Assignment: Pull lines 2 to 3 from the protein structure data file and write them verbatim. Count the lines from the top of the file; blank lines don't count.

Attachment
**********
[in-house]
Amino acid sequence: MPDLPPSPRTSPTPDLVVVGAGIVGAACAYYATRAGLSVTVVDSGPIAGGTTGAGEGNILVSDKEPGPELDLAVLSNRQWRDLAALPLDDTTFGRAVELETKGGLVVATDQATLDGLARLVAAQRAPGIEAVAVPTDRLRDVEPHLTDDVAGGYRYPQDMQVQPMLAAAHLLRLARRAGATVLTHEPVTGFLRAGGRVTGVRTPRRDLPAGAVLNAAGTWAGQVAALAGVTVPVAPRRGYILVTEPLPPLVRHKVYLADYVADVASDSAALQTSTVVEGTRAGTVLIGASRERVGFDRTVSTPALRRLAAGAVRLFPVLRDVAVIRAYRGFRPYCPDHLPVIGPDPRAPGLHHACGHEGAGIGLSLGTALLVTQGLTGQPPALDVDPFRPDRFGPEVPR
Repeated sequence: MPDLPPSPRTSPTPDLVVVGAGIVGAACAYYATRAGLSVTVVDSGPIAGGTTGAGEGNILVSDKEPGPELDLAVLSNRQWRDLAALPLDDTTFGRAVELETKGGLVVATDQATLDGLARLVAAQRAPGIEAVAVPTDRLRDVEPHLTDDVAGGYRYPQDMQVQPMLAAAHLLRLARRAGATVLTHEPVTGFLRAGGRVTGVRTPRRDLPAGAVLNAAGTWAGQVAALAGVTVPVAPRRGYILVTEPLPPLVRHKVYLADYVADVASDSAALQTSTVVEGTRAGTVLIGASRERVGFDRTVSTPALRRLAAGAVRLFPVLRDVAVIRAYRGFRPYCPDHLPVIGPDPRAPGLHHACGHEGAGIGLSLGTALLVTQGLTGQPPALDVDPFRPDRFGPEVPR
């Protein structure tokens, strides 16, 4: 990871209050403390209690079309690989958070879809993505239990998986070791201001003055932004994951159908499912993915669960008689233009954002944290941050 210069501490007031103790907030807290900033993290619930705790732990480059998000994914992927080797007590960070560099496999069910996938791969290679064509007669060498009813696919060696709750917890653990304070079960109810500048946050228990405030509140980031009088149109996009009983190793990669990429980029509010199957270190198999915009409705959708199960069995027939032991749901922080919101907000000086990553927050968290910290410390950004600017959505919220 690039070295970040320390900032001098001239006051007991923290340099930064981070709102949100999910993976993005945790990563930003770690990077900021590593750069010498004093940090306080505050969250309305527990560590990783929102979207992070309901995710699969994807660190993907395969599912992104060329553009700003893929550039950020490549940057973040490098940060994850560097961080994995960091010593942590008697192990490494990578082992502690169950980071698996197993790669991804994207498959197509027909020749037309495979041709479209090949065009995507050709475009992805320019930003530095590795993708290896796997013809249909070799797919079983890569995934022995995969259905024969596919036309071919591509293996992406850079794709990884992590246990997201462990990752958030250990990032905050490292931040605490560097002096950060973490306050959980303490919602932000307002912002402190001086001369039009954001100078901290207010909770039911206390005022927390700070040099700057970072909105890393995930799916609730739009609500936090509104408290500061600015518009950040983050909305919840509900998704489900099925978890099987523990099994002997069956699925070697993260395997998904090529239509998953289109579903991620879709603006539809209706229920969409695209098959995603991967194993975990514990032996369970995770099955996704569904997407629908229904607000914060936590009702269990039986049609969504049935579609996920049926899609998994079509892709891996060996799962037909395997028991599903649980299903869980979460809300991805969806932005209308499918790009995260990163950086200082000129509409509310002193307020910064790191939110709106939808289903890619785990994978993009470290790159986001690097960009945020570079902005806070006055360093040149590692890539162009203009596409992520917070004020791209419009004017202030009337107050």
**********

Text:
Amino acid sequence: MPDLPPSPRTSPTPDLVVVGAGIVGAACAYYATRAGLSVTVVDSGPIAGGTTGAGEGNILVSDKEPGPELDLAVLSNRQWRDLAALPLDDTTFGRAVELETKGGLVVATDQATLDGLARLVAAQRAPGIEAVAVPTDRLRDVEPHLTDDVAGGYRYPQDMQVQPMLAAAHLLRLARRAGATVLTHEPVTGFLRAGGRVTGVRTPRRDLPAGAVLNAAGTWAGQVAALAGVTVPVAPRRGYILVTEPLPPLVRHKVYLADYVADVASDSAALQTSTVVEGTRAGTVLIGASRERVGFDRTVSTPALRRLAAGAVRLFPVLRDVAVIRAYRGFRPYCPDHLPVIGPDPRAPGLHHACGHEGAGIGLSLGTALLVTQGLTGQPPALDVDPFRPDRFGPEVPR
Repeated sequence: MPDLPPSPRTSPTPDLVVVGAGIVGAACAYYATRAGLSVTVVDSGPIAGGTTGAGEGNILVSDKEPGPELDLAVLSNRQWRDLAALPLDDTTFGRAVELETKGGLVVATDQATLDGLARLVAAQRAPGIEAVAVPTDRLRDVEPHLTDDVAGGYRYPQDMQVQPMLAAAHLLRLARRAGATVLTHEPVTGFLRAGGRVTGVRTPRRDLPAGAVLNAAGTWAGQVAALAGVTVPVAPRRGYILVTEPLPPLVRHKVYLADYVADVASDSAALQTSTVVEGTRAGTVLIGASRERVGFDRTVSTPALRRLAAGAVRLFPVLRDVAVIRAYRGFRPYCPDHLPVIGPDPRAPGLHHACGHEGAGIGLSLGTALLVTQGLTGQPPALDVDPFRPDRFGPEVPR